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I started on a Ninja 300 and it is a very fun bike, but I bought a Ninja 650 a few months later. The 300 you will grow out of quickly but they are a lot of fun. The 650 you can set up and adjust easier. You will be happy with it longer. I bought mine from a 5 foot, 5 inch female and I'm a 5 foot 9 inch male.

David R
Normandy Park, WA
Saturday, January 25, 2020
Hi. I am a long time reader. I was 5 feet 7 inches and 240 pounds and started on a 440cc Kawasaki. I upgraded to a 550cc Kawasaki, then a 600cc Yamaha Radian. Now I ride a Suzuki 1400cc Intruder.

The 440 was a great starter bike. I didn't have it long as a 550cc became available. The 550 was highway rideable through Pennsylvania, West Virginia, Ohio. It did the job, but I wanted more. The 600 sporty bike was bought for my then boyfriend and he trashed it! He was a new rider, too tired to ride, and he went anyway. He went down my driveway and hit a parked car on the same side of the street. Broke his arm and refused to go to hospital until the pain got him! He's still a dummy. LOL.

l love my 1400 Intruder girl. After cancer I am 5 feet 4 inches and 200 pounds.
In my experience (legal since 1994), you should start with a 500cc and grow with it.

Deborah
Cleveland, OH
Saturday, January 18, 2020
I’m 5 feet 5 inches (I shrunk an inch the past few years!) and pleasantly chubby (ha) and I started on a 1994 Honda Shadow 1100 V-twin. It isn’t the amount of ccs the bike has, but more how it fits you in terms of seat height, the reach of the handlebars and the foot pegs or floorboards, and the shifter/brakes.

I’m glad I started on the Honda (it was a nice used bike). I rode it for about two years, then sold it and bought a Honda VTX1300R which had a nice low seat height, great center of gravity, etc. I rode this bike for 12 years. Both of these bikes could haul me around with no effort!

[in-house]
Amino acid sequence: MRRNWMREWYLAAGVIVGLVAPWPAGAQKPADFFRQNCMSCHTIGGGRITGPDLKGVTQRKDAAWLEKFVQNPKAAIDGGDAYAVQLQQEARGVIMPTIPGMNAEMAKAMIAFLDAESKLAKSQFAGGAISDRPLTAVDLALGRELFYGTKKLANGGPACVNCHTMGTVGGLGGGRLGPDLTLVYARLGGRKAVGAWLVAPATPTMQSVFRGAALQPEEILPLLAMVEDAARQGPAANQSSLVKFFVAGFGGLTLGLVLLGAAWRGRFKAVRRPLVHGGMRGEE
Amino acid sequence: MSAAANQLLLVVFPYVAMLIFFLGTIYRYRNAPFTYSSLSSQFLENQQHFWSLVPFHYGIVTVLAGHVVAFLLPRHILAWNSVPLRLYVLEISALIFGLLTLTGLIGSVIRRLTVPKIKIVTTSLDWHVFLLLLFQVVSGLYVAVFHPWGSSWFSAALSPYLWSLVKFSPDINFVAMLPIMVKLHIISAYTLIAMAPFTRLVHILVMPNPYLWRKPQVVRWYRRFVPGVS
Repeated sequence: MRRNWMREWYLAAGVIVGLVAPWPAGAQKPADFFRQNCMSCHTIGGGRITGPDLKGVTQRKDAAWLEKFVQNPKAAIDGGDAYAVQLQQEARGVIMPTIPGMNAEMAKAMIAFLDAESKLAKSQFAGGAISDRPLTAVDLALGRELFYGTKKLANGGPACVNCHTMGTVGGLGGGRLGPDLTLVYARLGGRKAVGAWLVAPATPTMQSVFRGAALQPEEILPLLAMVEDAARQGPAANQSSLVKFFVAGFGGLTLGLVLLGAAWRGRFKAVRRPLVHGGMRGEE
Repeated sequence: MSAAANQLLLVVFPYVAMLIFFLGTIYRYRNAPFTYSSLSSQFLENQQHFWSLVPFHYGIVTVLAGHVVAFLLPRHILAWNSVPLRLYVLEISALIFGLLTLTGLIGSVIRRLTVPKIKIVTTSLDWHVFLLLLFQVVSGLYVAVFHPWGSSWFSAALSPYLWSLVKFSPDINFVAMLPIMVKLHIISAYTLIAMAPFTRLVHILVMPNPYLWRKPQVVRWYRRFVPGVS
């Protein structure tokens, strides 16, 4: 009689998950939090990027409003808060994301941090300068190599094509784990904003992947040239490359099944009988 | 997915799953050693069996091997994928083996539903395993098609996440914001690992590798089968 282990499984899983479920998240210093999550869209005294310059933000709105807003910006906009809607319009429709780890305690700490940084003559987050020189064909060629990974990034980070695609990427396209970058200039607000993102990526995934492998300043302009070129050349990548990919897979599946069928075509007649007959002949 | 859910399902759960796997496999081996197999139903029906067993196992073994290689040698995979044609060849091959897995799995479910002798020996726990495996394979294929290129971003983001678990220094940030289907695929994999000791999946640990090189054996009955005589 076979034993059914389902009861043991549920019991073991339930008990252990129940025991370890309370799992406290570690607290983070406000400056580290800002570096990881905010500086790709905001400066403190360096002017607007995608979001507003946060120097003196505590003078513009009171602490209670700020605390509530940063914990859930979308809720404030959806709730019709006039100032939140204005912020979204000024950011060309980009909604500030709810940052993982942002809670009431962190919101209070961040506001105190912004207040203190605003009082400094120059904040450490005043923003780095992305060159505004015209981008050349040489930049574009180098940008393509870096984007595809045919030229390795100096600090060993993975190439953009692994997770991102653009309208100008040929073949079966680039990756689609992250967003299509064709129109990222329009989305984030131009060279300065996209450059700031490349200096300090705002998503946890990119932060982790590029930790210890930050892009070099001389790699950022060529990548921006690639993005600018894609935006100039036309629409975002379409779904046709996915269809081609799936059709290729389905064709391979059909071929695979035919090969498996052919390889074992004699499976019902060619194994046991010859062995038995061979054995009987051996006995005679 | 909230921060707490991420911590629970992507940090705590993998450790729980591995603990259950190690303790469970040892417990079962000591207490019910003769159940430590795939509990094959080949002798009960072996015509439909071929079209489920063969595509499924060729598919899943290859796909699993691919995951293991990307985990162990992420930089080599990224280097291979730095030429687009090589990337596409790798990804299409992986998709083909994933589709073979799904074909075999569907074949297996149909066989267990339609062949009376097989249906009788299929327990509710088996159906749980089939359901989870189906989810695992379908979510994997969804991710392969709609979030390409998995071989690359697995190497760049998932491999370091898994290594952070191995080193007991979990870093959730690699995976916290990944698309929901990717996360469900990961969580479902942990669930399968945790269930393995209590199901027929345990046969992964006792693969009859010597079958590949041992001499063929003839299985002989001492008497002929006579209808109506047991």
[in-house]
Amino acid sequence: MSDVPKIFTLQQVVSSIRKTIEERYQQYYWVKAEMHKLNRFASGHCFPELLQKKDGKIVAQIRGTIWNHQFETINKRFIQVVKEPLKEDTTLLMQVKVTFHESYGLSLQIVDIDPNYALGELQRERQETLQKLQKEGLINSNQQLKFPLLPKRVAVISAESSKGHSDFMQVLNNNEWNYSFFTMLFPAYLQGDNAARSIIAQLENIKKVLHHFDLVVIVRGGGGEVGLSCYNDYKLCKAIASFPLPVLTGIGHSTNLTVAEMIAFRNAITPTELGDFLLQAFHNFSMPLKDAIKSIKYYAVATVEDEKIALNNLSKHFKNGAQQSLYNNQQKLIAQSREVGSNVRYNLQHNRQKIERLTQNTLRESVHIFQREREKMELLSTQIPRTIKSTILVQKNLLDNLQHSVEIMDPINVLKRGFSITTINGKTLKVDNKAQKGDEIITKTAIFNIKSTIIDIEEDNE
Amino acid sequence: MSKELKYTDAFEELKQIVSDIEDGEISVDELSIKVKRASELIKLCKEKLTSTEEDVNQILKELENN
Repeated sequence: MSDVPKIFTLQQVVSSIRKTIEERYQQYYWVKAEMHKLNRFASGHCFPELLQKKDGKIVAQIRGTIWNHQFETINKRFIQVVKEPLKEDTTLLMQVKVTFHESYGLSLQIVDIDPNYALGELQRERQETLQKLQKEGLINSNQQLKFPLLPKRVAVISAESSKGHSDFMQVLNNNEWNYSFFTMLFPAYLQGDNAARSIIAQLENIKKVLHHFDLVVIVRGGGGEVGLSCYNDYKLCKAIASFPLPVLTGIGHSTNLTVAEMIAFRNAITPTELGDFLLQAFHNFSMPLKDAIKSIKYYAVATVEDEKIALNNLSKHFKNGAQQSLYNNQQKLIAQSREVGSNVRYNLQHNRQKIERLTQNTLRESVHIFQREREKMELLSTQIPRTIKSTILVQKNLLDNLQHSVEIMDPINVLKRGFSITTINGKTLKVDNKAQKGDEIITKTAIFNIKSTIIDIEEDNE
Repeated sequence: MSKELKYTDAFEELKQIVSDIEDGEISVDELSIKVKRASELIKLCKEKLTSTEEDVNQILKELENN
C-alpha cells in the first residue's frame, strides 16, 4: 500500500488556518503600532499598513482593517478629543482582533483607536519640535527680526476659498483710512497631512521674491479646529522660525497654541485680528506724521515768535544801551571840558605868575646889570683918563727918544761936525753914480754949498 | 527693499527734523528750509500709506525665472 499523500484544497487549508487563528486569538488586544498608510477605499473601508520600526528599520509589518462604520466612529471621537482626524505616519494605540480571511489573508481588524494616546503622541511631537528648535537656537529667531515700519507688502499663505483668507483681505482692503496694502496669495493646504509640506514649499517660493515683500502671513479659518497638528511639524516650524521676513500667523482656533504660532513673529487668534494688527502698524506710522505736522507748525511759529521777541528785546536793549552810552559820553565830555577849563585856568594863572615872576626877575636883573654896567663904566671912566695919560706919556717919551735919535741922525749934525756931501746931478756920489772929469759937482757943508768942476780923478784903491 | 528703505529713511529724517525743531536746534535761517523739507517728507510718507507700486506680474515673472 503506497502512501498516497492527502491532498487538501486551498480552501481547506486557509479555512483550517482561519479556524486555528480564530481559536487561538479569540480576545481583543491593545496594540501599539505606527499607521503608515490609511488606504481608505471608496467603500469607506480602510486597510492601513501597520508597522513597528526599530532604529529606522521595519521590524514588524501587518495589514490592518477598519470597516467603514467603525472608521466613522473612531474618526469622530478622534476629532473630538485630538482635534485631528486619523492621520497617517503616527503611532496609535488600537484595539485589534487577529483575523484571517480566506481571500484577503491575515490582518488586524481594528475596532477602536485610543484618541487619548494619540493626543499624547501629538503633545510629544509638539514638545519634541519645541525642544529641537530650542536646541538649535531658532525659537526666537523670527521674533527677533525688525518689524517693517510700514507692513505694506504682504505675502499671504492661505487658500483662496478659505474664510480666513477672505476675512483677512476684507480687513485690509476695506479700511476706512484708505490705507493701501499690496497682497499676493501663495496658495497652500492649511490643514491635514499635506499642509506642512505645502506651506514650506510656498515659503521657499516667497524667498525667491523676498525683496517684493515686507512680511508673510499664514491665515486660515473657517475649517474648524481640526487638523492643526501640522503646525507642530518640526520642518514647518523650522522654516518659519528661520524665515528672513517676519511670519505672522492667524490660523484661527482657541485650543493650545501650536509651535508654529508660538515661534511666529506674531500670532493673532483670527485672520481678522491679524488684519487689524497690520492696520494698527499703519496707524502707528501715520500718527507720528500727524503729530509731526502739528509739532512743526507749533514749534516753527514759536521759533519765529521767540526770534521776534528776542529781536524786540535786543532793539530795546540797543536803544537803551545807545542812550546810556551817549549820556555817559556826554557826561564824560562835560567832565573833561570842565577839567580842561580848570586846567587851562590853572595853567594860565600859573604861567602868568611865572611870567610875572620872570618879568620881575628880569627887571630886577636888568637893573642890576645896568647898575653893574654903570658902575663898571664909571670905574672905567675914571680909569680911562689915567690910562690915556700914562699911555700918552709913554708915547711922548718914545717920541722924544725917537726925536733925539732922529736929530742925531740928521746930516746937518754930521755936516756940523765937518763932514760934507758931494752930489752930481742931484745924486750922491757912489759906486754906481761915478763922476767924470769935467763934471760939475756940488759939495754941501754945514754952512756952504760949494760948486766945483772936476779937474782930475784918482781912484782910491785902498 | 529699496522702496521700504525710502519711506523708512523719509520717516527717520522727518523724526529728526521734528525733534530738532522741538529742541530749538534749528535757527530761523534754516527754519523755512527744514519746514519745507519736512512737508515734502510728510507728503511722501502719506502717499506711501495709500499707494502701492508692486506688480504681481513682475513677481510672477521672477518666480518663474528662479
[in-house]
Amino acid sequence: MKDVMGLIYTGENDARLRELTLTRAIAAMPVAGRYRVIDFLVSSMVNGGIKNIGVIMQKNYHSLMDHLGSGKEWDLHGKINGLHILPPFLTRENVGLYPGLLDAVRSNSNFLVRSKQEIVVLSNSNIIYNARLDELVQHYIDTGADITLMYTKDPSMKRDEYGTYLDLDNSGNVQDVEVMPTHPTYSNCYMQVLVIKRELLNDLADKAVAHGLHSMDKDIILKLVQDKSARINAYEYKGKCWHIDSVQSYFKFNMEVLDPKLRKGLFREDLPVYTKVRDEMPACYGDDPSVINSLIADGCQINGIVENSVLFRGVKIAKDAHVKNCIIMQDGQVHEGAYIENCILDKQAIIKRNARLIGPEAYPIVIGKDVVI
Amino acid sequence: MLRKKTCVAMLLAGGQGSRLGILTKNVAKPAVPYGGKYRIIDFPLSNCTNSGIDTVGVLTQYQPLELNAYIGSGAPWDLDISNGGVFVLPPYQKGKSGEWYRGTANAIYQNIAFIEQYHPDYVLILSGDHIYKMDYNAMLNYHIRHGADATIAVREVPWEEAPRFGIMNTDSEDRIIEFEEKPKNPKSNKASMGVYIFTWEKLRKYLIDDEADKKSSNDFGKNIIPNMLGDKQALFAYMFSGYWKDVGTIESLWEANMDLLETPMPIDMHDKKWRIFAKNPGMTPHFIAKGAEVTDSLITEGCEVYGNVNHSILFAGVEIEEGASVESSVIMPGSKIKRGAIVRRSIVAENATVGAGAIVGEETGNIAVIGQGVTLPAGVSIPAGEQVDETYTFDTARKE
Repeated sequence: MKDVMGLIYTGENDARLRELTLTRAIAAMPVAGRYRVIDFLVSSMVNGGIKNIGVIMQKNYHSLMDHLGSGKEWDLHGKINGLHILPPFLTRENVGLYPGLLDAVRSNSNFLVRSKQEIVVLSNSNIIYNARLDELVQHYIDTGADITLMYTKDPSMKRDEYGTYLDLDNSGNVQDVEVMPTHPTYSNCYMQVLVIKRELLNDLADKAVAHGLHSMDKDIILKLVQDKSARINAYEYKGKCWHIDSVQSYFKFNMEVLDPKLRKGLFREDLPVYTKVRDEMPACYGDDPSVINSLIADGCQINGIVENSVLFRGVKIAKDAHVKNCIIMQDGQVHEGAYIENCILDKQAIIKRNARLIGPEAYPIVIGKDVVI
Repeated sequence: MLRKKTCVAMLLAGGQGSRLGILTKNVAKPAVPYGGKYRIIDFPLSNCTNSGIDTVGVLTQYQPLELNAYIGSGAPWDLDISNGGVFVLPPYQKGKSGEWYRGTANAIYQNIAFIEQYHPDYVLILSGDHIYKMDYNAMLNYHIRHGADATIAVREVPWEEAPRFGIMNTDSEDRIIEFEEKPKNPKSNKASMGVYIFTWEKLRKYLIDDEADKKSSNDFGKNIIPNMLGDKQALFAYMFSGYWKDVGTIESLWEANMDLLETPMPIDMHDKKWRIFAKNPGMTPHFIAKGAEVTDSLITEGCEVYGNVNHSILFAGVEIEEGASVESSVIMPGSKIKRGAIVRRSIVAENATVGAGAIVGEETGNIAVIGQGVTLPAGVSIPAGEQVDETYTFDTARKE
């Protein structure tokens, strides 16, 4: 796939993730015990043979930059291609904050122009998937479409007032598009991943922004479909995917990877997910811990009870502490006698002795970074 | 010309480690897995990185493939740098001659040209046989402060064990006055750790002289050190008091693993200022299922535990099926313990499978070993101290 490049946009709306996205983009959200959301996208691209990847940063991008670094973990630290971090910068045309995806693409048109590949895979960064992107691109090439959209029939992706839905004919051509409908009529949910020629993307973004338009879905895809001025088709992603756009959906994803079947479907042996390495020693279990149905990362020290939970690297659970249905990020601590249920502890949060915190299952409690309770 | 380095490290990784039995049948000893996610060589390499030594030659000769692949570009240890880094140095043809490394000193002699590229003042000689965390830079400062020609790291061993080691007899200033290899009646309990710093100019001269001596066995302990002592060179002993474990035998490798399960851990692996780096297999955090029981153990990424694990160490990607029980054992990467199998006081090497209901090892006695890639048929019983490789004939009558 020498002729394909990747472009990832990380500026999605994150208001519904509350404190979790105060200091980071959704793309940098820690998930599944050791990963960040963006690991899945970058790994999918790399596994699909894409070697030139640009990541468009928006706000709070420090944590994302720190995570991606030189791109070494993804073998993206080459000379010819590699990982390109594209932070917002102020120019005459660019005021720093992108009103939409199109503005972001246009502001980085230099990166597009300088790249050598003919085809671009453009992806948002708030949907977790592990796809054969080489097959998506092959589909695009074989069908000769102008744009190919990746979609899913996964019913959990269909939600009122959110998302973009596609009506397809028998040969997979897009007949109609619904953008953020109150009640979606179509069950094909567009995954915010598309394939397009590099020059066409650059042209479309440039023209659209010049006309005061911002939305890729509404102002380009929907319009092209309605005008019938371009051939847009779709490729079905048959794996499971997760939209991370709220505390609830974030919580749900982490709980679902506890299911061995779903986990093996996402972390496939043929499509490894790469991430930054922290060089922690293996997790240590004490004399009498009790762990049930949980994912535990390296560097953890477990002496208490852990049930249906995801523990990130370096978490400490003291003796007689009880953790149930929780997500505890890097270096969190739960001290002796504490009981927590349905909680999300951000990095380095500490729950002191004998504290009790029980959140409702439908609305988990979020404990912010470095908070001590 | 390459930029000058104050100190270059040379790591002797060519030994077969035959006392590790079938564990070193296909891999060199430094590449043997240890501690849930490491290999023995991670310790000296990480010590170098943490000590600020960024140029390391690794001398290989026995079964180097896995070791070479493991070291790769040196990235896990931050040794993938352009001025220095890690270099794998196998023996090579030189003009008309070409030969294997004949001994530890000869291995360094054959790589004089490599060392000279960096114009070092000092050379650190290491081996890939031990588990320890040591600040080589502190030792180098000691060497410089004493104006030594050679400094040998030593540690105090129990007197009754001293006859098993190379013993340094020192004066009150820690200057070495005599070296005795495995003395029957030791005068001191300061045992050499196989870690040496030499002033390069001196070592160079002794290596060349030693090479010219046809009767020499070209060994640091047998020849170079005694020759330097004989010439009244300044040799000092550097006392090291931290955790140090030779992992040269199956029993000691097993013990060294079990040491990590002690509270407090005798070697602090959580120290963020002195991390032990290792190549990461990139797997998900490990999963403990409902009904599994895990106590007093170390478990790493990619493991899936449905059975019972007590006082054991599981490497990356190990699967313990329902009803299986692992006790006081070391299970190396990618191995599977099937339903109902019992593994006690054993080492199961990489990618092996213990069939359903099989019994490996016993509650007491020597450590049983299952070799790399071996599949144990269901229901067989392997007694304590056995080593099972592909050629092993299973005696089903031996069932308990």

Last year I traded in my Honda VTX1300 for an Indian Chieftain Limited (1811cc). It is a lot heavier but the ride is fabulous and it is so much more nimble than my Hondas ever were. I just have to be cognizant of where I park, as my bad knees don’t work well if I have to back it uphill at all. Don’t let the ccs scare you—it is more about the fit and comfort that is important on your first bike (and if you really like it, it may be your bike for a long time.) Best wishes!


Jane Cross
Blaine, MN
Friday, November 8, 2019
I have to offer a counterpoint to everyone saying to go bigger. I used to ride bmx as a teen and larger cruiser style bikes felt intimidating to me when I first got on a roadbike this past spring (20 years later).

I chose to get a very small bike—a used Honda 250cc. I outgrew it in about two to three months and was ready to move on to a much larger cruiser. However, I am really glad I had the time on that bike to refresh my riding skills and transfer them to the unique challenges of riding on the road. I never felt overwhelmed by the bike or its power so I wasn’t intimidated. It was light—I could’ve picked it right up if I dropped it. It was maneuverable and fun and easy to stop.

Long story short, I would try sitting on and riding a smaller used bike and make your decision then. It’s not a bad idea to start small and upgrade and resell when you’re ready. Here are some pictures for context. I’m 5 feet 10 inches and 260 pounds.



Genevieve
Eau Claire, WI
Monday, November 4, 2019
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